The Midwife of Venice
Anchor, 2011 (2011)
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Reviewed by Hilary Williamson
he Midwife of Venice
by Roberta Rich, an engrossing historical novel set in sixteenth century Venice and Malta, follows the separate adventures of Hannah and Isaac Levi, a Jewish husband and wife cruelly separated by fate. They parted in anger, Hannah arguing the perils of a trading trip to the Levant, rightly as things turned out. Isaac's ship was attacked by the Knights of Malta, who enslaved those they didn't kill. Now Isaac is in Valletta, on the edge of starvation, desperately trying to survive by his wits, in the hope of his ransom being raised.
n the Jewish ghetto in Venice, Hannah Levi (herself barren) makes a living from her skills in midwifery, enhanced by a tool she has invented, silver birthing spoons. As the story opens, Rabbi Ibraiham reluctantly escorts a Christian count into the ghetto to consult Hannah. Though it's against the law for a Jewish midwife to assist a Christian woman in childbirth, Conte Paolo di Padovani has heard of Hannah's reputation and is desperate to win her help for his wife Lucia, who has already been in labour for two days and nights. Though it's dangerous for herself and the entire ghetto, Hannah agrees on condition that the Conte pays her husband's ransom of two hundred ducats.
annah succeeds in saving both Lucia and baby Matteo and wins the ransom for her efforts, but is later blackmailed by the Conte's profligate brother, who acquired her birthing spoons (whose use could result in Hannah being burned as a witch). Hannah is forced to beg for help from her younger sister Jessica, a Venetian courtesan. After Jessica converted to Christianity to marry a gentile (who later abandoned her), the Rabbi insisted that the family have no contact with her, and barred Hannah from helping with her sister's confinement. Jessica lost her baby and is not surprisingly bitter towards the sister she considers a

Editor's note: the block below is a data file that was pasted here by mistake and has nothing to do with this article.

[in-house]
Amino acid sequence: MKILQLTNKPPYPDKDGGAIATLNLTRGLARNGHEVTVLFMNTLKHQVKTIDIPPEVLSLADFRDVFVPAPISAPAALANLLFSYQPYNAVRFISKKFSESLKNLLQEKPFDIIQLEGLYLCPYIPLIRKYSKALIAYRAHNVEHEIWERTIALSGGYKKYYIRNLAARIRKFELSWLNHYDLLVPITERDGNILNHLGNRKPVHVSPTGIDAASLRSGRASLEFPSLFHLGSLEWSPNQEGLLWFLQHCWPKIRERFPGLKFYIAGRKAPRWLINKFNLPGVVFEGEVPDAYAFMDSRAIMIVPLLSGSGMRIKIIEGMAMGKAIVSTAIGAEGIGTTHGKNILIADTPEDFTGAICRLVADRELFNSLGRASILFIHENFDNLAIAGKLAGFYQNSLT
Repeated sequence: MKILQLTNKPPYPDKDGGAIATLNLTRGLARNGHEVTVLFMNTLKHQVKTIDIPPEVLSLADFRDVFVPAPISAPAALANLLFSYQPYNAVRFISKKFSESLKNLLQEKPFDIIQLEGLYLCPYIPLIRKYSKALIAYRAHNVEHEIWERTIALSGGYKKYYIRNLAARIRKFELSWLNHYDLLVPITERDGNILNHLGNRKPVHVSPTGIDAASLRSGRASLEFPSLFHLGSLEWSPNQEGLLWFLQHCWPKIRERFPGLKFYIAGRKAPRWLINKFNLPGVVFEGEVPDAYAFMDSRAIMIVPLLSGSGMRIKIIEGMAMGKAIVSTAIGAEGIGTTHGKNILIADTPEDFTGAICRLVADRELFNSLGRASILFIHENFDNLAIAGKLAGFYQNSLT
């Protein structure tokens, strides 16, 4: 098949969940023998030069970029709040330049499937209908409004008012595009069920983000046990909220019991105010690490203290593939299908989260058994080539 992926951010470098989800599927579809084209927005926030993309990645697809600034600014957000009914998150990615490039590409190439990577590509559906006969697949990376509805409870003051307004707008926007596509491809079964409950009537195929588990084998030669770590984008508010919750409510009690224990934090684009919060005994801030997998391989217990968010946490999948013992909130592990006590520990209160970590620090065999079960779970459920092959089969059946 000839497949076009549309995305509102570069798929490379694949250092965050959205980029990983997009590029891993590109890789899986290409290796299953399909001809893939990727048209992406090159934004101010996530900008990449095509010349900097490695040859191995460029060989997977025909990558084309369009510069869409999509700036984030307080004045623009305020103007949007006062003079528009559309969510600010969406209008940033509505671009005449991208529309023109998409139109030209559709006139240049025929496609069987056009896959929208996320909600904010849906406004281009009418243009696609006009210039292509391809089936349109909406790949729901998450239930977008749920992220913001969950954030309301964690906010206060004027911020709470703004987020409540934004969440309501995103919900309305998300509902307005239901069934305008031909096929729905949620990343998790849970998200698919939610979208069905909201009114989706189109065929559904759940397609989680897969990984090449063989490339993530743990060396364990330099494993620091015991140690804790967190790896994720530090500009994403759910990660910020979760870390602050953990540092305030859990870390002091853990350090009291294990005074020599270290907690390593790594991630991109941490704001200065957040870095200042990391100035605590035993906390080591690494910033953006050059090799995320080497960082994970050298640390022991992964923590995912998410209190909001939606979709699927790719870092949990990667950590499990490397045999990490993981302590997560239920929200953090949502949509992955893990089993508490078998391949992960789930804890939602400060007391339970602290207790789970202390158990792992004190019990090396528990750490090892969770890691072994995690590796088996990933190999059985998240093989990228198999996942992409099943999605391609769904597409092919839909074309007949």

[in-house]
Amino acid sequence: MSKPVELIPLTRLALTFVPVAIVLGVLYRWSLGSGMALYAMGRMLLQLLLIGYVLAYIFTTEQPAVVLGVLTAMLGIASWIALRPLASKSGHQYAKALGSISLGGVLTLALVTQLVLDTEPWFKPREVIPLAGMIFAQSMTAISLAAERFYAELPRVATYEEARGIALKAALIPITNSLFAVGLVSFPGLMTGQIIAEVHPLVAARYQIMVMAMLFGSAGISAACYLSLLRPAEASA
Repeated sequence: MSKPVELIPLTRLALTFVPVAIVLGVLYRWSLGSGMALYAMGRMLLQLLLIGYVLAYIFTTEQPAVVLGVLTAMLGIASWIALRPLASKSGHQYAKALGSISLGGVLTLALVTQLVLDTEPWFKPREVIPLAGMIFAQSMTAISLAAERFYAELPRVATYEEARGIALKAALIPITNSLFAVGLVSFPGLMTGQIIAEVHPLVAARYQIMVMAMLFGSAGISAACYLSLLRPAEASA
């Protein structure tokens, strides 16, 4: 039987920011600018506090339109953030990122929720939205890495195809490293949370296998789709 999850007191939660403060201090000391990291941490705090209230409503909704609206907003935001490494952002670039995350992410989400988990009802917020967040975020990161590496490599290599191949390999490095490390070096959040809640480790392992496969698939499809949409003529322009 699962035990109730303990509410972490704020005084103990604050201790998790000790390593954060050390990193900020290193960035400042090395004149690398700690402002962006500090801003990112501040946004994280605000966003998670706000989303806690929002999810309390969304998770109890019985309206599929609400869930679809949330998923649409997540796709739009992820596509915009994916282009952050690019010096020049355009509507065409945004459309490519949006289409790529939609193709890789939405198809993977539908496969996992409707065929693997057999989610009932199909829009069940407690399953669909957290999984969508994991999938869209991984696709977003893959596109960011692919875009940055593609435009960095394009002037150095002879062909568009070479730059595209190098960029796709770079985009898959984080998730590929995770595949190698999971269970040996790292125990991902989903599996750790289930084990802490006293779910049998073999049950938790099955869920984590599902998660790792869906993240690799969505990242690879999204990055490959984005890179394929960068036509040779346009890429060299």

eaders follow Hannah and Isaac through their many adventures - they survive the plague and slavery, betrayals and the Rabbi's attempt to separate them, before being reunited in a very satisfying ending. I recommend
The Midwife of Venice
to you as a thoroughly engaging read.
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